Lost Art Salon is a San Francisco-based gallery that specializes in the rediscovery of historically significant artists and fine art collections reflecting the major styles and movements of the Modern Era. Open to the public, the gallerys showroom offers over 5,000 paintings, drawings, prints, photographs and objects from the late 19th Century through the present, with a strong emphasis on 20th Century Modernism.
Muriel Coleman was an award-winning artist
and designer during the 1940s and 1950s. A member of what has come to be called
the Pacific Design Group, along with Luther Conover, Van Keppel Green and
others, her designs in wood and wrought iron for California Contemporary Inc.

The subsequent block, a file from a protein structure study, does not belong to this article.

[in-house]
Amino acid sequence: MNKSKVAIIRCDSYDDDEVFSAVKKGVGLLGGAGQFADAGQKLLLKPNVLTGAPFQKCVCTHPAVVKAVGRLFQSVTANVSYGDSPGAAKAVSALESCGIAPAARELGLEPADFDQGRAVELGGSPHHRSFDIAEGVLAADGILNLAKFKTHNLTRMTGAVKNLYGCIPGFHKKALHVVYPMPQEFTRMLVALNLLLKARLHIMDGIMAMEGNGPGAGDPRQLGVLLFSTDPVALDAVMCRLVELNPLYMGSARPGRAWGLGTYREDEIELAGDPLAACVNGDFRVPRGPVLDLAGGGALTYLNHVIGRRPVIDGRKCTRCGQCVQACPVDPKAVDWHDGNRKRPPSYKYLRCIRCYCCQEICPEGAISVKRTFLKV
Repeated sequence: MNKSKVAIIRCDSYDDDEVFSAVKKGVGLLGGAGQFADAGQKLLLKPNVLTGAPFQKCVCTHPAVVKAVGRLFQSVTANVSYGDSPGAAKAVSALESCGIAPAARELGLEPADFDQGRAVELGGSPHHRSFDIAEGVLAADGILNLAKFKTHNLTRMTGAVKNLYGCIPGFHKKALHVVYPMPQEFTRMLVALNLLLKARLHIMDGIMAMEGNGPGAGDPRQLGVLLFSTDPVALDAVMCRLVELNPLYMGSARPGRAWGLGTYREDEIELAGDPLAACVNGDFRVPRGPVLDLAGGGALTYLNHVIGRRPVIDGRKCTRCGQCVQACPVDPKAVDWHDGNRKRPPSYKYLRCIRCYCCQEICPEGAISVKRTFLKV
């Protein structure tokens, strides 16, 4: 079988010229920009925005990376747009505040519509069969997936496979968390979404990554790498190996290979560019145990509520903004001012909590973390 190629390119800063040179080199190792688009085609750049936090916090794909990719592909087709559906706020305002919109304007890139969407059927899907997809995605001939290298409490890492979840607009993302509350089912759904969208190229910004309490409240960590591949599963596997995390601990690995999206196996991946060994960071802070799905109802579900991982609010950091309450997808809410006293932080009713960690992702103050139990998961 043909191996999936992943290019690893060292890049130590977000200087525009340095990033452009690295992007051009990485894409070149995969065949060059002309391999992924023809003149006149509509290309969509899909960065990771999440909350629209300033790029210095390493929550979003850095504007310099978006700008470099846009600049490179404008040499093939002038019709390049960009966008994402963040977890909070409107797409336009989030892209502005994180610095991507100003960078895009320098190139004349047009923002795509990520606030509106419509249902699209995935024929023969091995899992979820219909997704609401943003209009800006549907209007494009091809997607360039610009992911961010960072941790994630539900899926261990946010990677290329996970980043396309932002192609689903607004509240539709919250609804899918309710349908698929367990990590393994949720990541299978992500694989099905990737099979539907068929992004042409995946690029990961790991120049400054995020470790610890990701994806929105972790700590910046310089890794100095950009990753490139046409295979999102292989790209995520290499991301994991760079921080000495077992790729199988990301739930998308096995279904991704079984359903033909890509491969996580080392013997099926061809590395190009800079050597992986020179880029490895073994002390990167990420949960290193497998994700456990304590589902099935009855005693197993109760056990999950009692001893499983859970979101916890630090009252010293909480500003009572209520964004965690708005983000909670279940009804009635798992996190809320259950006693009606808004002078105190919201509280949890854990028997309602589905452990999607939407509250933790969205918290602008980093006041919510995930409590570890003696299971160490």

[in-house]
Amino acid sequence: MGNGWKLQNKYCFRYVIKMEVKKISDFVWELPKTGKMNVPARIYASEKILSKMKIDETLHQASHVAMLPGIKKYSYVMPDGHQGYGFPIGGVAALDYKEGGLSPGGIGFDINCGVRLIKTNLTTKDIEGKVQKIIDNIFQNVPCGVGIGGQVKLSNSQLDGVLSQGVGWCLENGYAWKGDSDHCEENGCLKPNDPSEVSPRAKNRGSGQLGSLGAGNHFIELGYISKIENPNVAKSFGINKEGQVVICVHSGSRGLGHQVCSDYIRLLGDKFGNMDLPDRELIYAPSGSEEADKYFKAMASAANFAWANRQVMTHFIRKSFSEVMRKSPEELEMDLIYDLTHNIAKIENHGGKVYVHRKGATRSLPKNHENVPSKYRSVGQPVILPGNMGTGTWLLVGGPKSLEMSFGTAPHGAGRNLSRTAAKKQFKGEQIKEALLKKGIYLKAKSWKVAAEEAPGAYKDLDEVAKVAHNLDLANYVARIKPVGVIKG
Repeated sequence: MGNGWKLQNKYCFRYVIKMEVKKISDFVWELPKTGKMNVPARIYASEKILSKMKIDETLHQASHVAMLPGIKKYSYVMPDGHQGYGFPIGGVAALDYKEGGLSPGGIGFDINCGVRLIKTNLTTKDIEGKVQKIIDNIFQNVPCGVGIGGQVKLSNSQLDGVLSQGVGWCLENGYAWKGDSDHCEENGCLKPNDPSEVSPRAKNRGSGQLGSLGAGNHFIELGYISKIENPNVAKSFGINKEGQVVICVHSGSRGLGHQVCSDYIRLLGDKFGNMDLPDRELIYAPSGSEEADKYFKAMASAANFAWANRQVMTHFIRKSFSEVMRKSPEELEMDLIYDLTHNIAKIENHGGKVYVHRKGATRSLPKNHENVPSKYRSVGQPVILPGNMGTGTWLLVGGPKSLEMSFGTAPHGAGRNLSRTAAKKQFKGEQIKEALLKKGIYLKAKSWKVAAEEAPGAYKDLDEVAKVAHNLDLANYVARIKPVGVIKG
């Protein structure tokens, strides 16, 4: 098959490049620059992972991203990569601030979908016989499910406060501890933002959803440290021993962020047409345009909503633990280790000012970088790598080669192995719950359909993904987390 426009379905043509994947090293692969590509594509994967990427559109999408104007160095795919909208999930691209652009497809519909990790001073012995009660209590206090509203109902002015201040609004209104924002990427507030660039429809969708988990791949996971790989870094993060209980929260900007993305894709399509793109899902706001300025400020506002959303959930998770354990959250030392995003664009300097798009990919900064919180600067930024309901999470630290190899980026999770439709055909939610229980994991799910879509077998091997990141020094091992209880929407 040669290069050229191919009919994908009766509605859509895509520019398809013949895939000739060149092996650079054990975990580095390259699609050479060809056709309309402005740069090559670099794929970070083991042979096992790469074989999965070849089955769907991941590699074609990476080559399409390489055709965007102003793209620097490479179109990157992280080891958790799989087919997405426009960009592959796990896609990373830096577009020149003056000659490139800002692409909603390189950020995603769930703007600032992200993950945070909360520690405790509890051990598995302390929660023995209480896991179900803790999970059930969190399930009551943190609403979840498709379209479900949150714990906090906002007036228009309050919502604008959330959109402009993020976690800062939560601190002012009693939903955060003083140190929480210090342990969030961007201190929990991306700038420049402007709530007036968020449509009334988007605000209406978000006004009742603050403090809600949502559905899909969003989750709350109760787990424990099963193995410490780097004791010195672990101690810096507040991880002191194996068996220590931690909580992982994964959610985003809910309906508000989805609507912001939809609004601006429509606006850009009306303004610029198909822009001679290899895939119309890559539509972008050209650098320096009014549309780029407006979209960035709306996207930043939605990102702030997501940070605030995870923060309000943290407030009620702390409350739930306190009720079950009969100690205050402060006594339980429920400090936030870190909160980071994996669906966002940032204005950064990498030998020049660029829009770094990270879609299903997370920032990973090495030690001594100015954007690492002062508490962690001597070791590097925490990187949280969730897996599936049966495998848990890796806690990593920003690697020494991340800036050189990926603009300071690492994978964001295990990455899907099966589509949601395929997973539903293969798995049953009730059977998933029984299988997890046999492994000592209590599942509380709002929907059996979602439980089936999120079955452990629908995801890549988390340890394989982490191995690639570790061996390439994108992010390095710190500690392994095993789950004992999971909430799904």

have won a cult following among collectors and institutions. Her company, which
grew out of her family's farm tool manufacturing business, also produced the
work of Conover and other California
designers. She painted watercolors in a California regionalist style reminiscent
of Barse Miller, Lee Blair, Phil Dyke, Harold Gretzner, and others. And for the most part these have not been
shown publicly for 40 years. During her lifetime Coleman exhibited at the Laurel
Gallery in New York City, the National Academy of Design and the National
Association of Women Artists. She also exhibited at the Oakland Museum with the
likes of Society of Six painter, Maurice Logan. She was president of the East
Bay Artists Association, where she exhibited, and was a board member of the
Oakland Museum. She received her MFA degree from Columbia University in 1936.